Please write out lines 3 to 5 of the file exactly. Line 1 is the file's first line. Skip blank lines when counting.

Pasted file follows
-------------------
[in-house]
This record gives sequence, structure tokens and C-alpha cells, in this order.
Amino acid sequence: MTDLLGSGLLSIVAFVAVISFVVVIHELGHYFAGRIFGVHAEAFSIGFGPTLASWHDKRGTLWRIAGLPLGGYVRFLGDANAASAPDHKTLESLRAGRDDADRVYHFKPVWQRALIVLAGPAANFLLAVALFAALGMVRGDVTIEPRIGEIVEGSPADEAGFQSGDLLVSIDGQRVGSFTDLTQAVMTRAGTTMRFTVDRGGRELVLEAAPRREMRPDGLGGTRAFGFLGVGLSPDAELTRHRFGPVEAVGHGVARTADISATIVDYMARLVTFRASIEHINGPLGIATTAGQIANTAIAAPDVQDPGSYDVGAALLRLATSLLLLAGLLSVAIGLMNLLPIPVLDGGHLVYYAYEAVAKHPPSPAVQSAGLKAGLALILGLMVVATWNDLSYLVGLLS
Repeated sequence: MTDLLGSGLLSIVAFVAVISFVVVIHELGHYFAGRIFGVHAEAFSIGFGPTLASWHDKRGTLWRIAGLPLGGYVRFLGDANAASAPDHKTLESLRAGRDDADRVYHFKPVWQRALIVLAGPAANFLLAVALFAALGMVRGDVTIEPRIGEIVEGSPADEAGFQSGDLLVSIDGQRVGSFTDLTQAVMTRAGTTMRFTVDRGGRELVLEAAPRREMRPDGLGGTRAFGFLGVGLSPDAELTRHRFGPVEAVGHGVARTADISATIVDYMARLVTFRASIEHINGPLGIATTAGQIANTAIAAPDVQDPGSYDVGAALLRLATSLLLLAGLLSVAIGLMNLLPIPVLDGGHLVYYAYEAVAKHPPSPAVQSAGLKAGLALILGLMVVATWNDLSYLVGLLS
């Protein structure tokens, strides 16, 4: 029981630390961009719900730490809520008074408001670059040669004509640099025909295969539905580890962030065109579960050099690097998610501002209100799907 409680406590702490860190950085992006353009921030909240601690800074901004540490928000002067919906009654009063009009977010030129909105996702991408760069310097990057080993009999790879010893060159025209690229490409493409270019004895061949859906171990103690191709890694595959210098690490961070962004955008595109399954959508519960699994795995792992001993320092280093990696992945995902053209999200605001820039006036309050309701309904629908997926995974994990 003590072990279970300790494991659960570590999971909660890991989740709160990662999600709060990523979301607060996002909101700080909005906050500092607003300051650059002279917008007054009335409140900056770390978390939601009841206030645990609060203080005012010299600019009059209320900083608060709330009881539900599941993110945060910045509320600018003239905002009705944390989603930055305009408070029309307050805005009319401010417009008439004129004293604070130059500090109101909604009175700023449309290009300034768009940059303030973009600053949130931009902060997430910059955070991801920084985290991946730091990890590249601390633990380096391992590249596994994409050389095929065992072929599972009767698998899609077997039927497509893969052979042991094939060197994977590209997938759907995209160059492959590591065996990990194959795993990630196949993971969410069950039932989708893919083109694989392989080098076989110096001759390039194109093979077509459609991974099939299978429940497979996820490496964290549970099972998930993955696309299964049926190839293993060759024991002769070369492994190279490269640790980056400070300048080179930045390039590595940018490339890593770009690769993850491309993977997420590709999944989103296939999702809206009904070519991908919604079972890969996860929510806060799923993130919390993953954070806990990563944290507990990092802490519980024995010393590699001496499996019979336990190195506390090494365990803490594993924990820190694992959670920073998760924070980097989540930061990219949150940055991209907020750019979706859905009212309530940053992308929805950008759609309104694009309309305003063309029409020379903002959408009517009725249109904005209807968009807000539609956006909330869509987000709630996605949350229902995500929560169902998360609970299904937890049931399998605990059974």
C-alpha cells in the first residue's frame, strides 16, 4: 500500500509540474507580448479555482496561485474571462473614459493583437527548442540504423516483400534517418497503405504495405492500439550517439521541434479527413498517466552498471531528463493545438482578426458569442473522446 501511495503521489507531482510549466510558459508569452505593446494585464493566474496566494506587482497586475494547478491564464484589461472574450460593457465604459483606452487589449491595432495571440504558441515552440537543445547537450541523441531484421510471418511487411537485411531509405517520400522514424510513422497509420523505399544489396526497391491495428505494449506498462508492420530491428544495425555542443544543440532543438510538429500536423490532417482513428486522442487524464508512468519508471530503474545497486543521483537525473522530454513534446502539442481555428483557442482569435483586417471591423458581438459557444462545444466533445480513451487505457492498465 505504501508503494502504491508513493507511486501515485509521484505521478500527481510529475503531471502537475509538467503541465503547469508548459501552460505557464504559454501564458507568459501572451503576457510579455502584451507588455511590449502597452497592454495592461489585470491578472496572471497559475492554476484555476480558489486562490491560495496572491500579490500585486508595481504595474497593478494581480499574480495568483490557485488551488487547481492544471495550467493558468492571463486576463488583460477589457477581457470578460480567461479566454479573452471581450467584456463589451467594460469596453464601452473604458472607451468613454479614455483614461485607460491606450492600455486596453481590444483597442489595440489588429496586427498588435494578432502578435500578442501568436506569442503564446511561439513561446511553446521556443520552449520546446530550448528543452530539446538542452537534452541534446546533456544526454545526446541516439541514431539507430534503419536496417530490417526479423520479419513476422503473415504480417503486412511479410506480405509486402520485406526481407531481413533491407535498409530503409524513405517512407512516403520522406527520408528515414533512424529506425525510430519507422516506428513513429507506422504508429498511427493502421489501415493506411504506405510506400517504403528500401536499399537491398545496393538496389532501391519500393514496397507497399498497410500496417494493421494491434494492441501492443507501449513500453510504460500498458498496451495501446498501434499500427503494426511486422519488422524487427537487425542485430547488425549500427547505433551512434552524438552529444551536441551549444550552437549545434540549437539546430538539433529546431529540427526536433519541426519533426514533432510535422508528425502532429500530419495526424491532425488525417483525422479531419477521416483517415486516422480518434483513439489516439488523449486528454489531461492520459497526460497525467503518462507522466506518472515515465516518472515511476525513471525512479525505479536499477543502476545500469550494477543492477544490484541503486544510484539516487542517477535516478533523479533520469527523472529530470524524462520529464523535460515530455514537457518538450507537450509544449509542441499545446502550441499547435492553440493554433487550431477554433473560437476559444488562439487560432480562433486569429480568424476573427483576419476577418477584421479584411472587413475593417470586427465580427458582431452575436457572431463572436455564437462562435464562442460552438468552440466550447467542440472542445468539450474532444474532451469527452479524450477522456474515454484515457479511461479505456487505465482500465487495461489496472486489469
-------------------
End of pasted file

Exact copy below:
Amino acid sequence: MTDLLGSGLLSIVAFVAVISFVVVIHELGHYFAGRIFGVHAEAFSIGFGPTLASWHDKRGTLWRIAGLPLGGYVRFLGDANAASAPDHKTLESLRAGRDDADRVYHFKPVWQRALIVLAGPAANFLLAVALFAALGMVRGDVTIEPRIGEIVEGSPADEAGFQSGDLLVSIDGQRVGSFTDLTQAVMTRAGTTMRFTVDRGGRELVLEAAPRREMRPDGLGGTRAFGFLGVGLSPDAELTRHRFGPVEAVGHGVARTADISATIVDYMARLVTFRASIEHINGPLGIATTAGQIANTAIAAPDVQDPGSYDVGAALLRLATSLLLLAGLLSVAIGLMNLLPIPVLDGGHLVYYAYEAVAKHPPSPAVQSAGLKAGLALILGLMVVATWNDLSYLVGLLS
Repeated sequence: MTDLLGSGLLSIVAFVAVISFVVVIHELGHYFAGRIFGVHAEAFSIGFGPTLASWHDKRGTLWRIAGLPLGGYVRFLGDANAASAPDHKTLESLRAGRDDADRVYHFKPVWQRALIVLAGPAANFLLAVALFAALGMVRGDVTIEPRIGEIVEGSPADEAGFQSGDLLVSIDGQRVGSFTDLTQAVMTRAGTTMRFTVDRGGRELVLEAAPRREMRPDGLGGTRAFGFLGVGLSPDAELTRHRFGPVEAVGHGVARTADISATIVDYMARLVTFRASIEHINGPLGIATTAGQIANTAIAAPDVQDPGSYDVGAALLRLATSLLLLAGLLSVAIGLMNLLPIPVLDGGHLVYYAYEAVAKHPPSPAVQSAGLKAGLALILGLMVVATWNDLSYLVGLLS
């Protein structure tokens, strides 16, 4: 029981630390961009719900730490809520008074408001670059040669004509640099025909295969539905580890962030065109579960050099690097998610501002209100799907 409680406590702490860190950085992006353009921030909240601690800074901004540490928000002067919906009654009063009009977010030129909105996702991408760069310097990057080993009999790879010893060159025209690229490409493409270019004895061949859906171990103690191709890694595959210098690490961070962004955008595109399954959508519960699994795995792992001993320092280093990696992945995902053209999200605001820039006036309050309701309904629908997926995974994990 003590072990279970300790494991659960570590999971909660890991989740709160990662999600709060990523979301607060996002909101700080909005906050500092607003300051650059002279917008007054009335409140900056770390978390939601009841206030645990609060203080005012010299600019009059209320900083608060709330009881539900599941993110945060910045509320600018003239905002009705944390989603930055305009408070029309307050805005009319401010417009008439004129004293604070130059500090109101909604009175700023449309290009300034768009940059303030973009600053949130931009902060997430910059955070991801920084985290991946730091990890590249601390633990380096391992590249596994994409050389095929065992072929599972009767698998899609077997039927497509893969052979042991094939060197994977590209997938759907995209160059492959590591065996990990194959795993990630196949993971969410069950039932989708893919083109694989392989080098076989110096001759390039194109093979077509459609991974099939299978429940497979996820490496964290549970099972998930993955696309299964049926190839293993060759024991002769070369492994190279490269640790980056400070300048080179930045390039590595940018490339890593770009690769993850491309993977997420590709999944989103296939999702809206009904070519991908919604079972890969996860929510806060799923993130919390993953954070806990990563944290507990990092802490519980024995010393590699001496499996019979336990190195506390090494365990803490594993924990820190694992959670920073998760924070980097989540930061990219949150940055991209907020750019979706859905009212309530940053992308929805950008759609309104694009309309305003063309029409020379903002959408009517009725249109904005209807968009807000539609956006909330869509987000709630996605949350229902995500929560169902998360609970299904937890049931399998605990059974």